Outpatient Surgery Magazine

Special Edition: COVID-19 - January 2021 - Subscribe to Outpatient Surgery Magazine

Outpatient Surgery Magazine, providing current information on Surgical Services, Surgical Facility Administration, Outpatient Surgery News and Trends, OR Excellence and more.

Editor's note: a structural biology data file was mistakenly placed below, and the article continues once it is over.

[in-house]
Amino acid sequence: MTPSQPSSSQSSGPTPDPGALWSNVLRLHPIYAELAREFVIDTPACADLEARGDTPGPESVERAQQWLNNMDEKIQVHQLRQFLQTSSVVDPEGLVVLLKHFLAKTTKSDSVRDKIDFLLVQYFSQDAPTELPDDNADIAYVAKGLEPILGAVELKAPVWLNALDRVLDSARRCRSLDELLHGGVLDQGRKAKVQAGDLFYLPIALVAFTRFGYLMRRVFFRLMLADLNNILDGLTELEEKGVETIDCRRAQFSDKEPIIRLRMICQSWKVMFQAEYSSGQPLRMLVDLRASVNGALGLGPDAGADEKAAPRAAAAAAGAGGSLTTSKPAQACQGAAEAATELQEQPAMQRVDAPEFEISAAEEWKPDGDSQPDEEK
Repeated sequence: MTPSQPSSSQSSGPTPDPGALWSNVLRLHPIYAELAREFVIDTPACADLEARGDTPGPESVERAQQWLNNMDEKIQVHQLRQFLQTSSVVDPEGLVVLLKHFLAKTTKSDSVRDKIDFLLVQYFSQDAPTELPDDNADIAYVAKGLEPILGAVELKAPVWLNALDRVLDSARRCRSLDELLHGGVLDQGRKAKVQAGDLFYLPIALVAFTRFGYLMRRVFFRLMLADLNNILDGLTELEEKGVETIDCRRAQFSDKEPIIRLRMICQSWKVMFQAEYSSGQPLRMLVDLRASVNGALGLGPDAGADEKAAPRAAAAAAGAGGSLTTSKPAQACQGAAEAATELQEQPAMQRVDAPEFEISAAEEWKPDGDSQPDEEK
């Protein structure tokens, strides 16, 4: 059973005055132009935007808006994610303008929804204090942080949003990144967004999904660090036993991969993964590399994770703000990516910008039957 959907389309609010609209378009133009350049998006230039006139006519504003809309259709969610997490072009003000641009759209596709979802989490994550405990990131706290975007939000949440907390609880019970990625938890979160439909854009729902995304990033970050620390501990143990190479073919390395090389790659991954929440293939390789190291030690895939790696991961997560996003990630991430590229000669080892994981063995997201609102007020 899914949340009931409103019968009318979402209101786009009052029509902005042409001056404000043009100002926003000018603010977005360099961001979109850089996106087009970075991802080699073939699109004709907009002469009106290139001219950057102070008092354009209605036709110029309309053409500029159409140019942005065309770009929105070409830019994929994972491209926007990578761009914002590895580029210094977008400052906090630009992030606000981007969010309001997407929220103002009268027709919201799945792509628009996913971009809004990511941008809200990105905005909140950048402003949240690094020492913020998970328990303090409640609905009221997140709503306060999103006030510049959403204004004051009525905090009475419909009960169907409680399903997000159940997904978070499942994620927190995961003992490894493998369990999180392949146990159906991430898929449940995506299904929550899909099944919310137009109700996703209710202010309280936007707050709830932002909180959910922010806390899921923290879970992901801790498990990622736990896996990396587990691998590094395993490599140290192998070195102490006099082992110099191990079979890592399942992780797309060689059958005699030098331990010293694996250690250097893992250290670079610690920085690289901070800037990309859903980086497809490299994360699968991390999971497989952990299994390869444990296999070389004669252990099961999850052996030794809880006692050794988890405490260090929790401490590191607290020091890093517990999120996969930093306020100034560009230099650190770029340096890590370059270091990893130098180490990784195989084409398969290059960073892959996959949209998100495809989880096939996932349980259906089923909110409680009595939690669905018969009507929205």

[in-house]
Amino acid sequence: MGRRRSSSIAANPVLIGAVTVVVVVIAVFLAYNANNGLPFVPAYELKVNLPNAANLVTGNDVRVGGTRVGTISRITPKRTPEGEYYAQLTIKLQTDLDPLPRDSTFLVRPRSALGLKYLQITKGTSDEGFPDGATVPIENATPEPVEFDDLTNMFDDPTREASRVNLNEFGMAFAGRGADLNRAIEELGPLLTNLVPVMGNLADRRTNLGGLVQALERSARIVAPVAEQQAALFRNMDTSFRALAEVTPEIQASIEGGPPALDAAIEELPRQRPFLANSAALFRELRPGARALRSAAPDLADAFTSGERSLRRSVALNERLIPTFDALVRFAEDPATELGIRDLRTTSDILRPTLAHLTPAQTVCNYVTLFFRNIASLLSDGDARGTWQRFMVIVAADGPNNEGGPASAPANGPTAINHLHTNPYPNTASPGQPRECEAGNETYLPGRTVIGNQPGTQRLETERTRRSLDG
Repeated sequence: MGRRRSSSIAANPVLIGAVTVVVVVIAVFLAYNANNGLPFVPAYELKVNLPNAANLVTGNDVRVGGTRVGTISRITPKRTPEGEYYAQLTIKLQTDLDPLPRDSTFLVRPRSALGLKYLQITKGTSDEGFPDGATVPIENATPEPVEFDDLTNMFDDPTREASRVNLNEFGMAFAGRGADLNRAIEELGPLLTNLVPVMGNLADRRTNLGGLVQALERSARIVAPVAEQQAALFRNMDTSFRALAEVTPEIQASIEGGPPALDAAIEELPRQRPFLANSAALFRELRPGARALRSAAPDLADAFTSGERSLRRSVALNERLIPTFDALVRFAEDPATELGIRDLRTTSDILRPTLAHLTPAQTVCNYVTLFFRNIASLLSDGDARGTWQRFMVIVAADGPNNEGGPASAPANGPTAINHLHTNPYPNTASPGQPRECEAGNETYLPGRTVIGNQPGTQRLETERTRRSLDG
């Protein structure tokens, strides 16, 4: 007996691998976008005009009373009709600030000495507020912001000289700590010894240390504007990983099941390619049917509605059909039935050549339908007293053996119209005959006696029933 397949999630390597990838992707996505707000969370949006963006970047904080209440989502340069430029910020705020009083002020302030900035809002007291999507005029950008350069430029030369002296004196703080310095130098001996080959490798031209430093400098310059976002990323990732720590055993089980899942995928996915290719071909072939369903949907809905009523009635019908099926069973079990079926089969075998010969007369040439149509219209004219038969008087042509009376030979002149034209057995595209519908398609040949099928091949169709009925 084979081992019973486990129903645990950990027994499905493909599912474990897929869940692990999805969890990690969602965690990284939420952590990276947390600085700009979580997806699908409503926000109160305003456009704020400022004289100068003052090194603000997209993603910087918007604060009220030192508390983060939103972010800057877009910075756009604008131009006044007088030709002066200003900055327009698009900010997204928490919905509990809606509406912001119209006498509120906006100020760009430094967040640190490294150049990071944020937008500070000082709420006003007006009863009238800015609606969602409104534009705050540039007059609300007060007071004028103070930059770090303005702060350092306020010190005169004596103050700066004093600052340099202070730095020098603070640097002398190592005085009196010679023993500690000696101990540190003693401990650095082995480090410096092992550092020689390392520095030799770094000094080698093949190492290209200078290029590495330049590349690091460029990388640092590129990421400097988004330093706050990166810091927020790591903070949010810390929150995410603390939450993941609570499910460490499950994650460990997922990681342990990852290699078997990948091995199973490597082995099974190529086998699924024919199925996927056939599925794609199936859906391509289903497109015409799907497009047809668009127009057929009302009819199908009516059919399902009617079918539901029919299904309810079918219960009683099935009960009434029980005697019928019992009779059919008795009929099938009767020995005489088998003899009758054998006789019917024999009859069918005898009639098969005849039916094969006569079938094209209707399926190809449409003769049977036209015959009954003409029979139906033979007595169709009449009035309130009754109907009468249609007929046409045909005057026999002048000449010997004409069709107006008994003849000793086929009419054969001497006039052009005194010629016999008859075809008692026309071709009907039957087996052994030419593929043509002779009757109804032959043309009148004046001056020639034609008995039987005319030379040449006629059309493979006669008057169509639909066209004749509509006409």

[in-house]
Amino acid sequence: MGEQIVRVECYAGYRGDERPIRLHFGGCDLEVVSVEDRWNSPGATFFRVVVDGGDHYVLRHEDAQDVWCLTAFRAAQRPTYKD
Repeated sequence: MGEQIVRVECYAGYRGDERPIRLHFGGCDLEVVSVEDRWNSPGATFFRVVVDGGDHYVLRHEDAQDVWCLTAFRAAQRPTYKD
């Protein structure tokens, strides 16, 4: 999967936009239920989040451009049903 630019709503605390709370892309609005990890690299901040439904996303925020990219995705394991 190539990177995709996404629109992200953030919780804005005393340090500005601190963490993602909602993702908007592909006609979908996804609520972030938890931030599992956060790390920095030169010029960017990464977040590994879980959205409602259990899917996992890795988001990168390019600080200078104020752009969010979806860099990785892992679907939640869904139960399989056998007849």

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C OVID-19 has all healthcare workers on edge — espe- cially those involved in air- way management. The coronavirus is found in spu- tum and upper airway secretions, putting anesthesia providers in a direct pathway of exposure during intubations. Minimizing the risk of transmission during these high- risk procedures requires careful prepara- tion, necessary equipment and experi- enced anesthesia providers who can trou- bleshoot unforeseen complications. Adhering to the following recommenda- tions (osmag.net/n7JbED) issued by the American Association of Nurse Anesthetists will help keep your anesthe- sia providers and surgical team safe when treating patients who are suspected of hav- ing COVID-19. 1. Rely on the experts Anesthesia professionals within your facili- ty who have the most experience in airway management should perform intubations during cases involving patients with sus- pected COVID-19. This isn't role-specific. For instance, if nurse anesthetists are the most frequent intubators on your anesthe- sia team, they should secure airways. This will mini- mize the time it takes to secure an airway because you should not be bagging a patient during this pro- cedure. The goal is to safely minimize the likelihood of aerosolizing airway content. You want to rely on a provider who is highly experienced, who can intu- bate quickly and efficiently, and who has the most likelihood of doing it in one attempt. Additionally, limit the number of staff members present during airway manipulation to reduce the risk of unnecessary exposure. CDC guidelines say only staff who are critical to managing the airway or making sure the procedure runs safely should be in the environment where it's occurring. In many cases, that's only the anesthesia provider who's physically securing the airway. But the provider may require the assistance of a registered nurse. That's OK, but the rest of the OR staff should be out of the environment. It's important that each facility has a clearly defined policy that states who the critical members of the airway management team are, who should be assisting and who should be out of the environment while the intubation is taking place. J A N U A R Y 2 0 2 1 • O U T P A T I E N T S U R G E R Y . N E T • 2 9 Brett Morgan, DNP, CRNA I Park Ridge, Ill. Airway Management in the COVID-19 Era Anesthesia providers must take additional steps to perform intubations safely and effectively. DRESSED IN LAYERS The pandemic has highlighted the importance of wearing proper protection when intubating patients. Rebecca Barnett

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